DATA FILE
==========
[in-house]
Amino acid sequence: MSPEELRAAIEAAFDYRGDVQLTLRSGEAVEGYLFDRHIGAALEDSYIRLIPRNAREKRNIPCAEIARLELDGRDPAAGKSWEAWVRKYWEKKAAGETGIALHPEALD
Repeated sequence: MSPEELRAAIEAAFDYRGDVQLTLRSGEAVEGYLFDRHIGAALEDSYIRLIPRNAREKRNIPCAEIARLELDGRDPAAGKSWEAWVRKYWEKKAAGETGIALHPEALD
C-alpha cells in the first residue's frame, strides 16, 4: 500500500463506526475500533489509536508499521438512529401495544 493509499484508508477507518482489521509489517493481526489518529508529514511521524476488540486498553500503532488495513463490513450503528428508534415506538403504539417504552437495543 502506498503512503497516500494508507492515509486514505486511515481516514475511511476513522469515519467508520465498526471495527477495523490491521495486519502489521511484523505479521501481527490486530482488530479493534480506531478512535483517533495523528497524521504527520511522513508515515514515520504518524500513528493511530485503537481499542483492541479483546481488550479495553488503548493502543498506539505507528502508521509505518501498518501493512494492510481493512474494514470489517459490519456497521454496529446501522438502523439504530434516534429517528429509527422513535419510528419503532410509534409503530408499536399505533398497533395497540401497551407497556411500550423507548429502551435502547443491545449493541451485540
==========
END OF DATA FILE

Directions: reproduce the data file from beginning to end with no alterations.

[in-house]
Amino acid sequence: MSPEELRAAIEAAFDYRGDVQLTLRSGEAVEGYLFDRHIGAALEDSYIRLIPRNAREKRNIPCAEIARLELDGRDPAAGKSWEAWVRKYWEKKAAGETGIALHPEALD
Repeated sequence: MSPEELRAAIEAAFDYRGDVQLTLRSGEAVEGYLFDRHIGAALEDSYIRLIPRNAREKRNIPCAEIARLELDGRDPAAGKSWEAWVRKYWEKKAAGETGIALHPEALD
C-alpha cells in the first residue's frame, strides 16, 4: 500500500463506526475500533489509536508499521438512529401495544 493509499484508508477507518482489521509489517493481526489518529508529514511521524476488540486498553500503532488495513463490513450503528428508534415506538403504539417504552437495543 502506498503512503497516500494508507492515509486514505486511515481516514475511511476513522469515519467508520465498526471495527477495523490491521495486519502489521511484523505479521501481527490486530482488530479493534480506531478512535483517533495523528497524521504527520511522513508515515514515520504518524500513528493511530485503537481499542483492541479483546481488550479495553488503548493502543498506539505507528502508521509505518501498518501493512494492510481493512474494514470489517459490519456497521454496529446501522438502523439504530434516534429517528429509527422513535419510528419503532410509534409503530408499536399505533398497533395497540401497551407497556411500550423507548429502551435502547443491545449493541451485540